June 13, 2022
Sleeping is necessary for life, like eating or breathing, and can be easily affected both by the physical environment and by age. Sleep disorders are common in the population and can generate problems with both sleep quality and overall health. The International Classification of Sleep Disorders-3 classifies these problems into 7 categories: insomnia, sleep-related breathing disorders, central disorders of hypersomnolence, circadian rhythm sleep-wake disorders, sleep-related movement, parasomnias, and other sleep disorders. One of the most common disorders is insomnia, which is defined as “difficulty in falling asleep or maintaining the sleep state during the night” and affects a significant percentage of the general population.
The condition is considered chronic when insomnia occurs at least 3 times per week for at least 3 months. This type of chronic insomnia is estimated to affect 5 – 10% of the population and is associated with numerous adverse effects on function, health, and quality of life. On the other hand, short-term insomnia manifests itself for less than 3 months and affects a greater percentage of people–approximately 30% to 50% of the general population. Sleep disturbances, especially insomnia, are quite common in people suffering from anxiety, especially GAD, which is a persistent state of anxiety lasting for at least 6 months and is often a consequence of different psychiatric disorders (e.g., depression or post-traumatic stress disorder).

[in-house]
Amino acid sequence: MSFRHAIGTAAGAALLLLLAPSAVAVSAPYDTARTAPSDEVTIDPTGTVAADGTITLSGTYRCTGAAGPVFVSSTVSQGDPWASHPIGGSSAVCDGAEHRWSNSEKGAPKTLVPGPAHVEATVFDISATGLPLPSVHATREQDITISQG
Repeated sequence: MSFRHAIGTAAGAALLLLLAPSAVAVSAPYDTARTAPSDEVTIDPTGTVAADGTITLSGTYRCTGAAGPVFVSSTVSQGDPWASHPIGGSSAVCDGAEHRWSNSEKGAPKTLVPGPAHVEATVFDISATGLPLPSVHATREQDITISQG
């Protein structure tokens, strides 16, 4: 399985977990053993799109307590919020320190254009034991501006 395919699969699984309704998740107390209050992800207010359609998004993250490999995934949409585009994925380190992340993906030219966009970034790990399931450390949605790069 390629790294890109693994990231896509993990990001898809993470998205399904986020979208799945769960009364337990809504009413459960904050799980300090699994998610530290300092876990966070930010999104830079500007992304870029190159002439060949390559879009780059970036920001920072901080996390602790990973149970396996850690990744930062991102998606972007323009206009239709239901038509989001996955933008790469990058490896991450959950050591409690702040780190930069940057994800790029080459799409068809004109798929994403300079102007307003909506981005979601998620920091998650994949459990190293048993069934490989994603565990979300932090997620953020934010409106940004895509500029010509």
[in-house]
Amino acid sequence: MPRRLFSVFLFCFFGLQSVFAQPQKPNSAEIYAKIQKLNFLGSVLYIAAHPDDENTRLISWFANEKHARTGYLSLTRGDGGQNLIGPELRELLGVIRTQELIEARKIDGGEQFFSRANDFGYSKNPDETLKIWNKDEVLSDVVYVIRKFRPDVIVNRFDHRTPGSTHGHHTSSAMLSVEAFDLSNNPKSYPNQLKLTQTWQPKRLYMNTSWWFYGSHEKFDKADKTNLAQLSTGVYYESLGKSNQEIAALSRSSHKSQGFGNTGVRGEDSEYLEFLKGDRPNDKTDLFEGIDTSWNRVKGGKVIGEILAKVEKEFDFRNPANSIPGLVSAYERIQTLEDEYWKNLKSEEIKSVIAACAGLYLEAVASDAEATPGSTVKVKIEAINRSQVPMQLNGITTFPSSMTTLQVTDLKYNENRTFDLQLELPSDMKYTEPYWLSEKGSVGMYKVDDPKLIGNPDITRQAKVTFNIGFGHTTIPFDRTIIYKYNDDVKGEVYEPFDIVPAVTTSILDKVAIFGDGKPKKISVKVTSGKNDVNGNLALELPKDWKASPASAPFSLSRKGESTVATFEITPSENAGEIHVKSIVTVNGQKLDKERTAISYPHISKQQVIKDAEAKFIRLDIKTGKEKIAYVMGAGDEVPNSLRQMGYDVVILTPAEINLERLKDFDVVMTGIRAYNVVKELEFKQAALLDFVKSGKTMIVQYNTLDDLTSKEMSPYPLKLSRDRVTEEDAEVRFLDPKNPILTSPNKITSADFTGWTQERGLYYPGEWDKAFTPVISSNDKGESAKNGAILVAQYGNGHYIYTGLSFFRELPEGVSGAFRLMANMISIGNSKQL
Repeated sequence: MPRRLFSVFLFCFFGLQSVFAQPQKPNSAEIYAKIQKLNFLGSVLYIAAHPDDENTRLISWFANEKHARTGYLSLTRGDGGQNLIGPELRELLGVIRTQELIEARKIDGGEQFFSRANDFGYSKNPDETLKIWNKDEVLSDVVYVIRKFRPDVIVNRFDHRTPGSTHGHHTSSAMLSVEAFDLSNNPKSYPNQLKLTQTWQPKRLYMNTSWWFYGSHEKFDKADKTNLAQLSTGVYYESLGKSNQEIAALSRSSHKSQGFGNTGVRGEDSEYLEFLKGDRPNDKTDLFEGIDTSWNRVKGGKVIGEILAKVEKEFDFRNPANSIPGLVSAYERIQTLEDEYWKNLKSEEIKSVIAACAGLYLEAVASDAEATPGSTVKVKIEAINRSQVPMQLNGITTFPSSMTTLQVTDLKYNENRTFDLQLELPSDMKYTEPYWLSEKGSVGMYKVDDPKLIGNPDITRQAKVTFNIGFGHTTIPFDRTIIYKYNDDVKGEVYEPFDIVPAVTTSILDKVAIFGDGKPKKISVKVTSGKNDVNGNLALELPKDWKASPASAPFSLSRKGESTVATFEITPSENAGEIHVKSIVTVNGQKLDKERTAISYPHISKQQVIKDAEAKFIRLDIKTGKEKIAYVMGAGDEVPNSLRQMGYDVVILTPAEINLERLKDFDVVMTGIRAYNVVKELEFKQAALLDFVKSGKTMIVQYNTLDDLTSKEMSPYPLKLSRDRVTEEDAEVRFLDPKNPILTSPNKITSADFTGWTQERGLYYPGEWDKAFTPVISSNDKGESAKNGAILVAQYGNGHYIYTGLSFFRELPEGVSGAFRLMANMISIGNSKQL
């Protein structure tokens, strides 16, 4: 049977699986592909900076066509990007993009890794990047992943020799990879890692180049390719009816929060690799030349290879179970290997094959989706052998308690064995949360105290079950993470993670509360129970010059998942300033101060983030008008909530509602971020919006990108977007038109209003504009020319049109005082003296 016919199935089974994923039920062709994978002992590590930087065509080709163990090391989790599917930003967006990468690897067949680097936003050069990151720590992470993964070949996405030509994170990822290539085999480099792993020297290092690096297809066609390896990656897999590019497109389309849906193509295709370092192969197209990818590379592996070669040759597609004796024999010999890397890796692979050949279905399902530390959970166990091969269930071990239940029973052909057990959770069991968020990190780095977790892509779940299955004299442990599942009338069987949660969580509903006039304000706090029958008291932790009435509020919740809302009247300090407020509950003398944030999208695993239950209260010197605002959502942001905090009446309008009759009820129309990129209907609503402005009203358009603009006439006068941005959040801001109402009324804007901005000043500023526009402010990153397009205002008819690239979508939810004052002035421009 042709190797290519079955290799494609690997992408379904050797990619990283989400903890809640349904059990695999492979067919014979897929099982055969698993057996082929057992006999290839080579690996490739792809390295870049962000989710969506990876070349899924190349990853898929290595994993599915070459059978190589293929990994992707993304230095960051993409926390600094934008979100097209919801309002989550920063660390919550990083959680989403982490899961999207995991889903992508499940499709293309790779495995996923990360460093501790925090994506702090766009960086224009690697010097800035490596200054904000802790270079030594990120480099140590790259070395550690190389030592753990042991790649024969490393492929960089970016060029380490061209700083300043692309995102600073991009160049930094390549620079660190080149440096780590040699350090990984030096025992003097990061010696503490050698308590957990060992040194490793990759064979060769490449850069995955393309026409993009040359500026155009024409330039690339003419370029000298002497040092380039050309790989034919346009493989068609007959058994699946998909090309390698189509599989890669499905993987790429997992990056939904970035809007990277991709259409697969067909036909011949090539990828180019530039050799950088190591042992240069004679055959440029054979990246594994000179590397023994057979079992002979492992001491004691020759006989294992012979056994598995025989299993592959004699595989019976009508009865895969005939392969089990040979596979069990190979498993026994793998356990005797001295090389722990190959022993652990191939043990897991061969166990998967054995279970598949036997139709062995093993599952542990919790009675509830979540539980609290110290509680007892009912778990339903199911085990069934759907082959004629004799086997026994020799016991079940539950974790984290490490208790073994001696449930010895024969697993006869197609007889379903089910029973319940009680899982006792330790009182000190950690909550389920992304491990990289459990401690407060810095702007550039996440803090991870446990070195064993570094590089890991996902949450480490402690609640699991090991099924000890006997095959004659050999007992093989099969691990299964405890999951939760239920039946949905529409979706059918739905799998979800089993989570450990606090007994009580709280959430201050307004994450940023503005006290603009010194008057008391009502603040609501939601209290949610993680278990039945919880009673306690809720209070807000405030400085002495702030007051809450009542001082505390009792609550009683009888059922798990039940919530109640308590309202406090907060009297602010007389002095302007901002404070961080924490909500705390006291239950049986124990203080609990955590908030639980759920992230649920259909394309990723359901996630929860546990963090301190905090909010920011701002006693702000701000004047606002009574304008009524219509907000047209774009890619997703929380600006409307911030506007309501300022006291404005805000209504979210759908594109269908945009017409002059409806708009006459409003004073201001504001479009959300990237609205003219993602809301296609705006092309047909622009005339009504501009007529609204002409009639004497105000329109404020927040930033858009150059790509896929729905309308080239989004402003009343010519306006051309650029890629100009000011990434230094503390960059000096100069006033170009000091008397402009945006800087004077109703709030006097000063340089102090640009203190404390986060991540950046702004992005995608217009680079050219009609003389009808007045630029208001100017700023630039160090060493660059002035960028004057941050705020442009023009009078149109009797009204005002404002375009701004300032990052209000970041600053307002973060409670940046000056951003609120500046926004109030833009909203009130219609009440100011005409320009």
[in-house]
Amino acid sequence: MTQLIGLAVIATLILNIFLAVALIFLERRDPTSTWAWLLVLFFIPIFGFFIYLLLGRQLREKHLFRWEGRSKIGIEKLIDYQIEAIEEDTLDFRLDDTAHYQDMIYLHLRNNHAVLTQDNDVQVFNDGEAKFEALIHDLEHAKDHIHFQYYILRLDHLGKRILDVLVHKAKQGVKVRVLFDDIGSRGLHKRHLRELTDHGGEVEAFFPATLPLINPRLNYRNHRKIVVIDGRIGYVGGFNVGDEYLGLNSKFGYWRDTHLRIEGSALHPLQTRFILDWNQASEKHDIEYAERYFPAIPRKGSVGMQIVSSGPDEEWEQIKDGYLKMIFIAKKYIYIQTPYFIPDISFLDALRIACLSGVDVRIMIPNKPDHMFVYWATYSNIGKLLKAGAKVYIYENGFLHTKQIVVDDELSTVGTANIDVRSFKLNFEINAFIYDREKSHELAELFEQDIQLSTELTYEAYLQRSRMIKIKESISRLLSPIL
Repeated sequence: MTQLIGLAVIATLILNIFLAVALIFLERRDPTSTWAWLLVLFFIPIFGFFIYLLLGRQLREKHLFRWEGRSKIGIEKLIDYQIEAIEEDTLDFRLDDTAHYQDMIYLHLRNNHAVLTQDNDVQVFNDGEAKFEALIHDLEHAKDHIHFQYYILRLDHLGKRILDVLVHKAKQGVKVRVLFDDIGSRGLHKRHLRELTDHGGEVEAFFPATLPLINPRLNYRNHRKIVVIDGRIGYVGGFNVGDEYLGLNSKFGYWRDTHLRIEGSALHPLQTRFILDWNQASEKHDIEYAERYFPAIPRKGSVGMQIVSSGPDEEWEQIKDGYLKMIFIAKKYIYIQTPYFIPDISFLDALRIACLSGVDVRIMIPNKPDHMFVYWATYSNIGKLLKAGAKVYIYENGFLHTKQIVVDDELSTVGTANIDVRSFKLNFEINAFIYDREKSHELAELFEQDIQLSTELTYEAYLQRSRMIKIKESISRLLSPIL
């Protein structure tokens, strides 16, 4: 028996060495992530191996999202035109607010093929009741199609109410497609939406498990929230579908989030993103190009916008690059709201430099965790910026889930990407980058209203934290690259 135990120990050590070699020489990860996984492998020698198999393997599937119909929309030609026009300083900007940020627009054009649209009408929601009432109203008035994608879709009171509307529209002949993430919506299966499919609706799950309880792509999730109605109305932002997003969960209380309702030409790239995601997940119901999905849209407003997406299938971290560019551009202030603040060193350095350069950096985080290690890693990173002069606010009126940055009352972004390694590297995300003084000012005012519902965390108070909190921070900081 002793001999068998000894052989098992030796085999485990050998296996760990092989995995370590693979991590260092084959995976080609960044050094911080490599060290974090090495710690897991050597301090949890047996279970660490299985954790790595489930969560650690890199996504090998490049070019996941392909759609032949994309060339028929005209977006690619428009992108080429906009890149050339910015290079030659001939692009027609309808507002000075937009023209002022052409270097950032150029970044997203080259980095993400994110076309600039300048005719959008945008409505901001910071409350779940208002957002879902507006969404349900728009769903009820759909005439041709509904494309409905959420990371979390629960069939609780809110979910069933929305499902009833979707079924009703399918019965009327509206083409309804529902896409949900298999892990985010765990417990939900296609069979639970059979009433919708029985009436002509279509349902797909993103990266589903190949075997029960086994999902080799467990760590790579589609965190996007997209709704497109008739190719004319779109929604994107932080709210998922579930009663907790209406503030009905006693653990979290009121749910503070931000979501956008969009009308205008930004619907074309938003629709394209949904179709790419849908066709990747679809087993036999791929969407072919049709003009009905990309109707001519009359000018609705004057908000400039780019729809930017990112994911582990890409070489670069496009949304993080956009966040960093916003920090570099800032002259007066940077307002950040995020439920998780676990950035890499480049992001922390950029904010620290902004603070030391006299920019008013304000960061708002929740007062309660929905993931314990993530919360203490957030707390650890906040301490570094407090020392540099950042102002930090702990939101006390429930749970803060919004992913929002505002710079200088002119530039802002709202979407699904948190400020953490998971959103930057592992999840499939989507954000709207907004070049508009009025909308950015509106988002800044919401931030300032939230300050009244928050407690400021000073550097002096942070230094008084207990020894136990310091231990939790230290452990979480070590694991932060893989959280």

Treatment of chronic insomnia often involves prescription drugs such as benzodiazepines and hypnotics, but these have many adverse side effects such as dependency, headaches, nightmares, daytime fatigue, nausea, confusion, and a loss of balance resulting in falls. Other pharmacological treatments such as antipsychotics and antidepressants likewise have significant adverse effects.
Recent studies focused mainly on clinical trials, includes research on 23 medicinal plants and their combinations. Essential oils and their associations have also been reviewed. The efficacy of medicinal plants depends on treatment duration, types of study subjects, administration route, and treatment method. According to these studies the 3 plants with the most potential are valerian, passionflower, and ashwagandha, with the combination of valerian with hops and passionflower giving the best results in the clinical tests.